AI-Supported Software Engineering: integrate GitHub Copilot and ChatGPT into your daily work for efficient development

What is garbage collection in Java and how does it work?

This article explains the purpose of garbage collection in Java and its evolution, and offers examples of how it works.

The author of this article is EPAM Senior Software Engineer Vaibhavi Deshpande.

Read other expert’s articles:

The purpose of garbage collection in Java

The purpose of garbage collection in Java is to automatically manage memory by reclaiming memory that is occupied by unused objects. This helps prevent memory leaks and reduces the burden of manual memory management. It also provides a mechanism to identify and deallocate objects that are no longer needed, freeing up memory for new object allocations.

The evolution of garbage collection

Before the introduction of garbage collection in Java, programming languages such as C and C++ required manual memory management. Developers had to explicitly allocate and deallocate memory for objects using functions like malloc() and free(). This manual memory management often led to several issues such as memory leaks, dangling pointers, and segmentation faults. It was a complex and error-prone process, requiring careful tracking of memory allocations and deallocations.

One of Java’s major advancements was the introduction of automatic garbage collection. The Java Virtual Machine (JVM) includes a garbage collector that automatically manages memory on behalf of the developer. The garbage collector identifies and frees memory occupied by objects that are no longer reachable or in use by the program. This automatic memory management simplifies the development process, reduces the likelihood of memory-related bugs, and improves overall program stability.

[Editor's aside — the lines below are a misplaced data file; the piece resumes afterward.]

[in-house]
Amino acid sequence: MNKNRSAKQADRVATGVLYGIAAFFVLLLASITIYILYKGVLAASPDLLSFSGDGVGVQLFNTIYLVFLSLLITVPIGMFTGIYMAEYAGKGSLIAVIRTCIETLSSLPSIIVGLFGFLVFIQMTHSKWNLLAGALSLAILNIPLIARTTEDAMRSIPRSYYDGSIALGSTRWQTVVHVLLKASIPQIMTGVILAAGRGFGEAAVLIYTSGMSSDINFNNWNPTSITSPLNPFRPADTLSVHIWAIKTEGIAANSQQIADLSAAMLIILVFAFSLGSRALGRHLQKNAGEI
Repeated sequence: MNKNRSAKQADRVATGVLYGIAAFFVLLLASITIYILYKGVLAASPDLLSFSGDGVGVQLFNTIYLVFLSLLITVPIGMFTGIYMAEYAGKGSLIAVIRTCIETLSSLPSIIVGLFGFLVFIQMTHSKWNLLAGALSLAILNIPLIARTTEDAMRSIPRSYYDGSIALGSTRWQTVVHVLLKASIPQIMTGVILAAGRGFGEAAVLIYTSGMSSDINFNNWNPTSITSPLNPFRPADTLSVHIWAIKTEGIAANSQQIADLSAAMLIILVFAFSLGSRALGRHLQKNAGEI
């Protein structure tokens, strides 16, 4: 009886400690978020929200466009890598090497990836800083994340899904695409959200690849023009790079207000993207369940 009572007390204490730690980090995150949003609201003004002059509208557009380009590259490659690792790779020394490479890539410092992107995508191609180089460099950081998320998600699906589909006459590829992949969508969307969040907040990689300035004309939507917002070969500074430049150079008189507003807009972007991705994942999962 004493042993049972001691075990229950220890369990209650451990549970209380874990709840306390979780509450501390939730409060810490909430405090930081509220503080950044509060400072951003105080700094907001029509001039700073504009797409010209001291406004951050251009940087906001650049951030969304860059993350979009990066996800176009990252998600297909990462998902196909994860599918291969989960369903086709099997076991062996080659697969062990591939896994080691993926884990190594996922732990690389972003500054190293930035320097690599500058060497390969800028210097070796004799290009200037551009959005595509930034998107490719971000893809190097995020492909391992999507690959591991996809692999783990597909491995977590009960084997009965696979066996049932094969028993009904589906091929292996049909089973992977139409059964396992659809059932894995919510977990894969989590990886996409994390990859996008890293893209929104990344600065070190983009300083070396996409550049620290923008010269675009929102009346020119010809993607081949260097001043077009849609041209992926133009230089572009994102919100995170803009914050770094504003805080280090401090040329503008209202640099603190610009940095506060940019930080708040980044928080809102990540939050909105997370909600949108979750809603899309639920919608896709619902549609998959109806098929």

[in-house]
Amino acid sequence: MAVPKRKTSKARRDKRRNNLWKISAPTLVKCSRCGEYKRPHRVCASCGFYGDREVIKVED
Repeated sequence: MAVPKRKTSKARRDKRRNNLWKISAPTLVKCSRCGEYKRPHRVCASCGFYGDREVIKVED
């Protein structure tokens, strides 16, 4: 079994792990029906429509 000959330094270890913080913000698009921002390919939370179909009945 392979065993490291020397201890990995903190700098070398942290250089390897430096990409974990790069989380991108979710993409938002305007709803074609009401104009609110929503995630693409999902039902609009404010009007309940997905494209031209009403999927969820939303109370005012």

The evolution of garbage collection in Java has seen advancements in garbage collection algorithms, optimization techniques, and customization options to suit different application requirements. Over the years, the JVM has introduced various garbage collectors with different characteristics and trade-offs, allowing developers to choose the most suitable collector based on their application's needs.

Initially, the JVM used a simple mark-sweep garbage collector, which marked reachable objects and swept away unreferenced objects. This approach suffered from memory fragmentation issues. Subsequently, the JVM introduced the mark-compact algorithm, which included a compaction phase to minimize memory fragmentation.

As Java applications grew more complex, the need for efficient garbage collection mechanisms arose. The JVM introduced generational garbage collection, which divided the heap into young and old generations, based on the object's age. This generational approach leverages the observation that most objects become garbage shortly after they are created. It optimized garbage collection by performing more frequent and faster collections in the young generation, while collecting less frequently in the old generation.

To cater to different application scenarios, the JVM introduced different garbage collectors. The Serial Collector, Parallel Collector, Concurrent Mark Sweep (CMS) Collector, and Garbage-First (G1) Collector are some of the collectors available in modern JVMs. They offer different trade-offs between throughput, latency, and memory usage, allowing developers to choose the most suitable collector for their application.

The introduction of garbage collection in Java revolutionized memory management by eliminating the need for manual memory management, reducing memory-related bugs, and improving application stability. The evolution of garbage collection in Java led to the development of more sophisticated algorithms, collectors, and customization options to cater to diverse application requirements.